Virginia law in 1662 required everyone to report “diligently to their parish church” on Sundays “and there to abide orderly and soberly”.

Acts of necessity are always permitted and encouraged. In the book of Mark 2:23-27 we could conclude that there are two things that can take place on the Sabbath.One is acts of necessity and the other is acts of mercy, which are always permitted and encouraged according to Mark 3:1–6.

Also, we must ask the question, what is the purpose of the Sabbath? Firstly it is remembrance and secondly it is rest. The idea of the Sabbath is as much a day of rest as a day of remembrance.

Remembrance in that God compared the Sabbath to a time of slavery and how he delivered the Hebrews out of slavery (Deuteronomy 5:12–15 and Exodus 20:-11) and they were then told to rest.

The principle of the Sabbath: it is not about a “day” because the ultimate rest is in Christ (Col 2:16-17, Hebrews 4:11).

We must take the full counsel of scripture and look at the New Testament: the Sabbath that is virtually non-existent (John 20:19, 1 Cor 16:2, Rev 1:10, Acts 20:7).

Now let me pose a question to my fellow Christian friends. What would Jesus Christ do on Nomination Day? I would like to think he would render unto Caesar the things that are Caesar’s. There is nothing wrong with the government of Saint Lucia scheduling Saturday as Nomination Day.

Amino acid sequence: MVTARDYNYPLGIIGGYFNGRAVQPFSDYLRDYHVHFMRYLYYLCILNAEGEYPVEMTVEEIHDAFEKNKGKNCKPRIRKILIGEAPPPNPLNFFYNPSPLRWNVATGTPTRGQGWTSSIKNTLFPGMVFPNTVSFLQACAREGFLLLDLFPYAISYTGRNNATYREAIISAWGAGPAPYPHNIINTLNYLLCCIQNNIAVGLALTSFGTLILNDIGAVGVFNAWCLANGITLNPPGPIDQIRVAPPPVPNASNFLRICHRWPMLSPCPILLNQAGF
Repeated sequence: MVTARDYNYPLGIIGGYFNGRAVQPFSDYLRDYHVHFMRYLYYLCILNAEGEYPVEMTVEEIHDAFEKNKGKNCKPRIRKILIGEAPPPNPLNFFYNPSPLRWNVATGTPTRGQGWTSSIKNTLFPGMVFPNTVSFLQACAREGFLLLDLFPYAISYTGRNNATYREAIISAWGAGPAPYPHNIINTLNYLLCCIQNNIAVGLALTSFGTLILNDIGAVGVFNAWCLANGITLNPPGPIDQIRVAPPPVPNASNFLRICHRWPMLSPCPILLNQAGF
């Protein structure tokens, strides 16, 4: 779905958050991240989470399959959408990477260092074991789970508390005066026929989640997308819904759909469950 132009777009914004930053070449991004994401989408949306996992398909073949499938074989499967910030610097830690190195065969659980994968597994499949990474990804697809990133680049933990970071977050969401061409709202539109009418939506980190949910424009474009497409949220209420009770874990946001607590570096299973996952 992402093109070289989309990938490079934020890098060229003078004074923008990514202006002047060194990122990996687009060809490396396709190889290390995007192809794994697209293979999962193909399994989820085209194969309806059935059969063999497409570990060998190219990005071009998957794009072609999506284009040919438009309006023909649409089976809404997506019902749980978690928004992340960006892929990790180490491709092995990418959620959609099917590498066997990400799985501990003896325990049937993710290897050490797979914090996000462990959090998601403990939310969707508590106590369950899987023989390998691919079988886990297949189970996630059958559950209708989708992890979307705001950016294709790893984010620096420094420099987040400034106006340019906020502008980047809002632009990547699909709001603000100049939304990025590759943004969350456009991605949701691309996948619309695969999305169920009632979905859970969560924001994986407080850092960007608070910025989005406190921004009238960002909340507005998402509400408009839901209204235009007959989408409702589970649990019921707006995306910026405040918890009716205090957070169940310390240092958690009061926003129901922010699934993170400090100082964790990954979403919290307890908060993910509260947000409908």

Now regarding June 6, 2016, Saint Lucia need not worry. In 1981 Americans chose a president with the name Ronald Wilson Reagan. Ronald (6 letters) Wilson (6) Reagan (6). Was he the beast? We all know he was one of America’s most loved presidents. It was all a myth, just as speculation over the date June 6, 2016 is a myth.

My question to you is what are your values? You should value your vote and vote your values!

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One Response to SYMBOLISM AND THE ST. LUCIAN IMAGINATION

  1. Dr. Alvin Abraham says:

    Mr. Cenac article is right on point. As Christians, we must become very aware of governmental attack on our religious freedom. All efforts must be taken to defend these religious values that we hold dear, however, we must also become aware that we are part of this world and that there must be a level of accommodation for the policies of this world. An important point referenced in Mr. Cenac articles states “Give unto Cesar all that is Cesar …and unto God all things that is God”. This is a very important passage in the holy text because it reflects to us that God understanding that our life on earth will require us to engage in daily activities that might contravene our faith. We must avoid the slippery slope of simple refusing to live or engage with our community based on religious belief. As pointed out in the article, the particular day is not what is of importance but our inward belief and how we manifest that belief to glory that father that is in heaven. Thanks
    Dr. Alvin Abraham